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Production of glycoprotein vaccines in Escherichia coli.

Ihssen J, Kowarik M, Dilettoso S, Tanner C, Wacker M, Thöny-Meyer L - Microb. Cell Fact. (2010)

Bottom Line: Conjugate vaccines in which polysaccharide antigens are covalently linked to carrier proteins belong to the most effective and safest vaccines against bacterial pathogens.It was found that efficiency of glycosylation but not carrier protein expression was highly susceptible to the physiological state at induction.The described methodologies constitute an important step towards cost-effective in vivo production of conjugate vaccines, which in future may be used for combating severe infectious diseases, particularly in developing countries.

View Article: PubMed Central - HTML - PubMed

Affiliation: Empa, Swiss Federal Laboratories for Materials Testing and Research, Laboratory for Biomaterials, Gallen, Switzerland.

ABSTRACT

Background: Conjugate vaccines in which polysaccharide antigens are covalently linked to carrier proteins belong to the most effective and safest vaccines against bacterial pathogens. State-of-the art production of conjugate vaccines using chemical methods is a laborious, multi-step process. In vivo enzymatic coupling using the general glycosylation pathway of Campylobacter jejuni in recombinant Escherichia coli has been suggested as a simpler method for producing conjugate vaccines. In this study we describe the in vivo biosynthesis of two novel conjugate vaccine candidates against Shigella dysenteriae type 1, an important bacterial pathogen causing severe gastro-intestinal disease states mainly in developing countries.

Results: Two different periplasmic carrier proteins, AcrA from C. jejuni and a toxoid form of Pseudomonas aeruginosa exotoxin were glycosylated with Shigella O antigens in E. coli. Starting from shake flask cultivation in standard complex medium a lab-scale fed-batch process was developed for glycoconjugate production. It was found that efficiency of glycosylation but not carrier protein expression was highly susceptible to the physiological state at induction. After induction glycoconjugates generally appeared later than unglycosylated carrier protein, suggesting that glycosylation was the rate-limiting step for synthesis of conjugate vaccines in E. coli. Glycoconjugate synthesis, in particular expression of oligosaccharyltransferase PglB, strongly inhibited growth of E. coli cells after induction, making it necessary to separate biomass growth and recombinant protein expression phases. With a simple pulse and linear feed strategy and the use of semi-defined glycerol medium, volumetric glycoconjugate yield was increased 30 to 50-fold.

Conclusions: The presented data demonstrate that glycosylated proteins can be produced in recombinant E. coli at a larger scale. The described methodologies constitute an important step towards cost-effective in vivo production of conjugate vaccines, which in future may be used for combating severe infectious diseases, particularly in developing countries.

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Glycosylation of AcrA and EPA with Shigella O1 polysaccharides. Extracts of periplasmic proteins from E. coli CLM24 expressing carrier protein, Shigella polysaccharides (pGVXN64) and either wild-type (wt; pGVXN114) or inactive PglB (mut; pGVXN115) were analysed by Western blot. Lanes 1 and 2: AcrA-expressing strain (pMIK44) analysed with anti-AcrA antibodies; lanes 3 and 4: AcrA-expressing strain analysed with anti-Shigella O1 antibodies (same SDS-polyacrylamide gel as lanes 1 and 2); lanes 5 and 6: EPA-expressing strain (pGVXN150) analysed with anti-EPA antibodies; lanes 7 and 8: EPA-expressing strain analysed with anti-Shigella O1 antibodies (same SDS-polyacrylamide gel as lanes 5 and 6).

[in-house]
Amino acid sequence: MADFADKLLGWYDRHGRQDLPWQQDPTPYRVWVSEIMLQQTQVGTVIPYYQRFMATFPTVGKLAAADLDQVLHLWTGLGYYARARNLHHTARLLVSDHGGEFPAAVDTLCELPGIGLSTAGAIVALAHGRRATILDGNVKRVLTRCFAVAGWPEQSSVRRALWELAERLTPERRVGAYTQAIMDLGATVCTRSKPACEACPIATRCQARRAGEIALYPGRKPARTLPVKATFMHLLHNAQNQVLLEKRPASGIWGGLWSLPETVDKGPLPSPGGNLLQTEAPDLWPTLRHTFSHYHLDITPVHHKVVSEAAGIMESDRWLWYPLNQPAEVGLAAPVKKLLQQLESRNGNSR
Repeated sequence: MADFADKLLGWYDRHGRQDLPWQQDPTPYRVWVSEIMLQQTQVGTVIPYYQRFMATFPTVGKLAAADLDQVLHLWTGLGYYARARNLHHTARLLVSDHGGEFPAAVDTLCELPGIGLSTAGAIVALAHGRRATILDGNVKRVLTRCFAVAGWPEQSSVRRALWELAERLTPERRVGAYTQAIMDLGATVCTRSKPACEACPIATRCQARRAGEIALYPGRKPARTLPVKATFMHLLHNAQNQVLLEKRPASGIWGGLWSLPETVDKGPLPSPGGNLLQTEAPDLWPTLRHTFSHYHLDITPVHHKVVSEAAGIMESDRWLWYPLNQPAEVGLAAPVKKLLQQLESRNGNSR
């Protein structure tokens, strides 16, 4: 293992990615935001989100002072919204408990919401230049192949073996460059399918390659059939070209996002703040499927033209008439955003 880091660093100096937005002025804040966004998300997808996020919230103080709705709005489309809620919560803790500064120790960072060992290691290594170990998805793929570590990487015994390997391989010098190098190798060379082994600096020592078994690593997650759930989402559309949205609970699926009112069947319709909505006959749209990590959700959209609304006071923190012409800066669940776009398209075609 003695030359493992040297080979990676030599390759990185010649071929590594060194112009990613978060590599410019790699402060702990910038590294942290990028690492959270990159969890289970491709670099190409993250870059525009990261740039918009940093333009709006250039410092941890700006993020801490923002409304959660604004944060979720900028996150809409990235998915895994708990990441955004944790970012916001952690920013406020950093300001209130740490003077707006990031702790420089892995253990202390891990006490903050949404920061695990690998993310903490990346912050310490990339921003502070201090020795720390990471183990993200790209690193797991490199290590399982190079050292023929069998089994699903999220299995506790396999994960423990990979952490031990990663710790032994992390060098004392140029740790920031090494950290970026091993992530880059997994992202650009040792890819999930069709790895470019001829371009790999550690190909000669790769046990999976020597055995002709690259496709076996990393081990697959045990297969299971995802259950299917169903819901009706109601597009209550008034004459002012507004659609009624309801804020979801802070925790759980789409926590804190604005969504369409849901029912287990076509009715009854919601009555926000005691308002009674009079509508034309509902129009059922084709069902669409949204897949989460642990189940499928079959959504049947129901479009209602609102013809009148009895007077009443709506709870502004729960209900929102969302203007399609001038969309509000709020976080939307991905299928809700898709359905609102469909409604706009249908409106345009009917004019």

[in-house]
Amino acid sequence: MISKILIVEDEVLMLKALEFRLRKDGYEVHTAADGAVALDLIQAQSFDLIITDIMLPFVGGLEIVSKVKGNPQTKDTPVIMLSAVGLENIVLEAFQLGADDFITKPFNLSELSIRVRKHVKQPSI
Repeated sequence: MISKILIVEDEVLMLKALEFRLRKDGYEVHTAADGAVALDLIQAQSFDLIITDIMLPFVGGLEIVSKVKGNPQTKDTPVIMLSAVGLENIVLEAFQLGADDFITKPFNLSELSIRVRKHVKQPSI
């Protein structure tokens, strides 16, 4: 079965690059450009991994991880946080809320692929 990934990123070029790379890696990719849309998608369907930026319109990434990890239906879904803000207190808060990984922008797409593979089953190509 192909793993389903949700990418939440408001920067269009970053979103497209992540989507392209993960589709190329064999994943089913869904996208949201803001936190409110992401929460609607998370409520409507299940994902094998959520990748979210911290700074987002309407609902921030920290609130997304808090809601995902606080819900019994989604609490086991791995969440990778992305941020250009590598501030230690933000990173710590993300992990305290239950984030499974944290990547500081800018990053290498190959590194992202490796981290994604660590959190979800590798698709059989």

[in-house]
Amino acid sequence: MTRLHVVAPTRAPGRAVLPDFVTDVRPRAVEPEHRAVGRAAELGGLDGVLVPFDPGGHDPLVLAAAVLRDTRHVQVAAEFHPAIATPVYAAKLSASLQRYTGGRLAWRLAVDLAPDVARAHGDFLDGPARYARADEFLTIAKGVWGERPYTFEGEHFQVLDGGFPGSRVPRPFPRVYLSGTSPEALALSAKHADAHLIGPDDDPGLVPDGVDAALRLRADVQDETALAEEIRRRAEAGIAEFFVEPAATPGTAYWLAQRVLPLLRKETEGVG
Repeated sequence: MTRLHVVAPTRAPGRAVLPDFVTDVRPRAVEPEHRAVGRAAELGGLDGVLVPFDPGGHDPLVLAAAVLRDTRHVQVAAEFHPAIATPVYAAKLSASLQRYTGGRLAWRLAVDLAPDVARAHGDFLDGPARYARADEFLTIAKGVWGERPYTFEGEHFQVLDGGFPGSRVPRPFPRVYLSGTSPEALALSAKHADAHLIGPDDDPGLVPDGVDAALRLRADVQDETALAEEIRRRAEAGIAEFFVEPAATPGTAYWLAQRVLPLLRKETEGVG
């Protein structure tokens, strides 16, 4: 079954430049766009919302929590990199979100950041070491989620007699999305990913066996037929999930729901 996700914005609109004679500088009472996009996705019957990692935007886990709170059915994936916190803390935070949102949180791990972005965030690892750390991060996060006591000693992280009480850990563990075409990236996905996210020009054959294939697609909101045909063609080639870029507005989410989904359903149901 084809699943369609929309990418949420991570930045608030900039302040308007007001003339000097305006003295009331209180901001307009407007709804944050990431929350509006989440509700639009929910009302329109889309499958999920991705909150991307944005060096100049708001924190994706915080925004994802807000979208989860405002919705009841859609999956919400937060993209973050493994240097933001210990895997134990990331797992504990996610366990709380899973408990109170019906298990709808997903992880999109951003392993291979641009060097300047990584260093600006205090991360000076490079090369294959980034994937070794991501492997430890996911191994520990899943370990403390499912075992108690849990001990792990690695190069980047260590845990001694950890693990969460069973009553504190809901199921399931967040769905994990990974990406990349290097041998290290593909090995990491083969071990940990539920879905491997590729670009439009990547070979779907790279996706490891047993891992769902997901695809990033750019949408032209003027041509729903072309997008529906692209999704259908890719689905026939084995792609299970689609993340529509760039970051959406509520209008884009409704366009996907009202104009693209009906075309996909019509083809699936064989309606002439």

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Figure 2: Glycosylation of AcrA and EPA with Shigella O1 polysaccharides. Extracts of periplasmic proteins from E. coli CLM24 expressing carrier protein, Shigella polysaccharides (pGVXN64) and either wild-type (wt; pGVXN114) or inactive PglB (mut; pGVXN115) were analysed by Western blot. Lanes 1 and 2: AcrA-expressing strain (pMIK44) analysed with anti-AcrA antibodies; lanes 3 and 4: AcrA-expressing strain analysed with anti-Shigella O1 antibodies (same SDS-polyacrylamide gel as lanes 1 and 2); lanes 5 and 6: EPA-expressing strain (pGVXN150) analysed with anti-EPA antibodies; lanes 7 and 8: EPA-expressing strain analysed with anti-Shigella O1 antibodies (same SDS-polyacrylamide gel as lanes 5 and 6).

Mentions: In previous studies it was shown that the glycoprotein AcrA, a periplasmic component of a multidrug efflux pump in C. jejuni, was N-glycosylated with E. coli O7, E. coli 9a, E. coli O16, P. aeruginosa O11 and C. jejuni oligo- and polysaccharides in recombinant E. coli when functional oligosaccharyltransferase PglB was co-expressed [8,9]. Here we show that AcrA (40 kDa) was glycosylated with S. dysenteriae type 1 polysaccharides (Shigella O1) in E. coli CLM24 [9] containing plasmids pMIK44 (periplasmic AcrA expression), pGVXN114 (PglB expression) and pGVXN64 (gene cluster for Shigella O1 synthesis) (Figure 2, lane 1). Glycosylation of AcrA with Shigella O1 was abolished when pGVXN114 was replaced by pGVXN115, a plasmid encoding the inactive oligosaccharyltransferase variant PglBmut (Figure 2, lane 2). Antibodies against Shigella O1 antigens reacted with glycosylated AcrA while no glycoprotein was detected in periplasmic extract of the PglBmut strain (Figure 2, lanes 3 and 4). The weak bands around 40 kDa visible in lane 4 may be due to contamination with UDP-linked O antigens.